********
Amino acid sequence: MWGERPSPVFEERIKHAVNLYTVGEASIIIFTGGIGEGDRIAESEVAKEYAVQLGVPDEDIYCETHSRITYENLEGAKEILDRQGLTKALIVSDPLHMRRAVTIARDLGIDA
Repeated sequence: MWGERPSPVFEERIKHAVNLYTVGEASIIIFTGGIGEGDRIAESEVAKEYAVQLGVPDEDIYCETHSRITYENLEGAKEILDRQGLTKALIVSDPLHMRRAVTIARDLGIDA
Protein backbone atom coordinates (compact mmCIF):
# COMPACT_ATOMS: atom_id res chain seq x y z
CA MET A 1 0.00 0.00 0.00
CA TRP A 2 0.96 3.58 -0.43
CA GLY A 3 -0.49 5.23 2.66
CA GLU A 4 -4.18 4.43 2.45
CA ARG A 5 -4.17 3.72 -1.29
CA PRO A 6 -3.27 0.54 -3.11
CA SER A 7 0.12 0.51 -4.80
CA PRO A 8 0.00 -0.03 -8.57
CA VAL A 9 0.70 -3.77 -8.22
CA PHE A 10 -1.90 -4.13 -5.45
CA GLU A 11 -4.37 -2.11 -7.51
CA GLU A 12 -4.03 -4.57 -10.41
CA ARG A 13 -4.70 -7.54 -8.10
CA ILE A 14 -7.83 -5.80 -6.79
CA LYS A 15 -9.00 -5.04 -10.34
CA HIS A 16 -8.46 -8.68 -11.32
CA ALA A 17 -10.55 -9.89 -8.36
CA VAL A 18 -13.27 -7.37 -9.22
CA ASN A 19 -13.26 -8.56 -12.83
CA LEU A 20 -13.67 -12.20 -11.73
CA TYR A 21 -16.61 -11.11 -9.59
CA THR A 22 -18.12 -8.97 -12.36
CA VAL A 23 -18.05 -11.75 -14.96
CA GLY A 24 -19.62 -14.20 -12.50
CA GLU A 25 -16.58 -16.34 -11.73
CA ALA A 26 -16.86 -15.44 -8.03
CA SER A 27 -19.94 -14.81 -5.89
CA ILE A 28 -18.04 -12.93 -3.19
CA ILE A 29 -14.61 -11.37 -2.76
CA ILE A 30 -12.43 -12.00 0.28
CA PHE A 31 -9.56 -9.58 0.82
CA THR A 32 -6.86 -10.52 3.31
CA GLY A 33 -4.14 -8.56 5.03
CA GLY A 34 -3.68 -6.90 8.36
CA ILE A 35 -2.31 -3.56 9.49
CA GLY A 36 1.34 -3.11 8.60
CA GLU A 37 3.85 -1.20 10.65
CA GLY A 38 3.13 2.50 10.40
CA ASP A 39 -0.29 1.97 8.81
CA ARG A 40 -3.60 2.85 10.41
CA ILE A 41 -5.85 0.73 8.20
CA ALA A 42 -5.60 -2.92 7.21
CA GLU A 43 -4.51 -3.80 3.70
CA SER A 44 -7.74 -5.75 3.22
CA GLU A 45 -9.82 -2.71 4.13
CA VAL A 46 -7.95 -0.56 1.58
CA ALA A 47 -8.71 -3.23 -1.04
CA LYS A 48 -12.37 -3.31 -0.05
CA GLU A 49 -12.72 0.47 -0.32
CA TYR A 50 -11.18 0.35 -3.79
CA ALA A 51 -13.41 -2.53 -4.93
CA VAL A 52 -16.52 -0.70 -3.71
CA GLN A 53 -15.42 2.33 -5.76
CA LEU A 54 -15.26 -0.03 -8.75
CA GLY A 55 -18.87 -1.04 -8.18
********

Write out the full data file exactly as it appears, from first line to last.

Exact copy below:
Amino acid sequence: MWGERPSPVFEERIKHAVNLYTVGEASIIIFTGGIGEGDRIAESEVAKEYAVQLGVPDEDIYCETHSRITYENLEGAKEILDRQGLTKALIVSDPLHMRRAVTIARDLGIDA
Repeated sequence: MWGERPSPVFEERIKHAVNLYTVGEASIIIFTGGIGEGDRIAESEVAKEYAVQLGVPDEDIYCETHSRITYENLEGAKEILDRQGLTKALIVSDPLHMRRAVTIARDLGIDA
Protein backbone atom coordinates (compact mmCIF):
# COMPACT_ATOMS: atom_id res chain seq x y z
CA MET A 1 0.00 0.00 0.00
CA TRP A 2 0.96 3.58 -0.43
CA GLY A 3 -0.49 5.23 2.66
CA GLU A 4 -4.18 4.43 2.45
CA ARG A 5 -4.17 3.72 -1.29
CA PRO A 6 -3.27 0.54 -3.11
CA SER A 7 0.12 0.51 -4.80
CA PRO A 8 0.00 -0.03 -8.57
CA VAL A 9 0.70 -3.77 -8.22
CA PHE A 10 -1.90 -4.13 -5.45
CA GLU A 11 -4.37 -2.11 -7.51
CA GLU A 12 -4.03 -4.57 -10.41
CA ARG A 13 -4.70 -7.54 -8.10
CA ILE A 14 -7.83 -5.80 -6.79
CA LYS A 15 -9.00 -5.04 -10.34
CA HIS A 16 -8.46 -8.68 -11.32
CA ALA A 17 -10.55 -9.89 -8.36
CA VAL A 18 -13.27 -7.37 -9.22
CA ASN A 19 -13.26 -8.56 -12.83
CA LEU A 20 -13.67 -12.20 -11.73
CA TYR A 21 -16.61 -11.11 -9.59
CA THR A 22 -18.12 -8.97 -12.36
CA VAL A 23 -18.05 -11.75 -14.96
CA GLY A 24 -19.62 -14.20 -12.50
CA GLU A 25 -16.58 -16.34 -11.73
CA ALA A 26 -16.86 -15.44 -8.03
CA SER A 27 -19.94 -14.81 -5.89
CA ILE A 28 -18.04 -12.93 -3.19
CA ILE A 29 -14.61 -11.37 -2.76
CA ILE A 30 -12.43 -12.00 0.28
CA PHE A 31 -9.56 -9.58 0.82
CA THR A 32 -6.86 -10.52 3.31
CA GLY A 33 -4.14 -8.56 5.03
CA GLY A 34 -3.68 -6.90 8.36
CA ILE A 35 -2.31 -3.56 9.49
CA GLY A 36 1.34 -3.11 8.60
CA GLU A 37 3.85 -1.20 10.65
CA GLY A 38 3.13 2.50 10.40
CA ASP A 39 -0.29 1.97 8.81
CA ARG A 40 -3.60 2.85 10.41
CA ILE A 41 -5.85 0.73 8.20
CA ALA A 42 -5.60 -2.92 7.21
CA GLU A 43 -4.51 -3.80 3.70
CA SER A 44 -7.74 -5.75 3.22
CA GLU A 45 -9.82 -2.71 4.13
CA VAL A 46 -7.95 -0.56 1.58
CA ALA A 47 -8.71 -3.23 -1.04
CA LYS A 48 -12.37 -3.31 -0.05
CA GLU A 49 -12.72 0.47 -0.32
CA TYR A 50 -11.18 0.35 -3.79
CA ALA A 51 -13.41 -2.53 -4.93
CA VAL A 52 -16.52 -0.70 -3.71
CA GLN A 53 -15.42 2.33 -5.76
CA LEU A 54 -15.26 -0.03 -8.75
CA GLY A 55 -18.87 -1.04 -8.18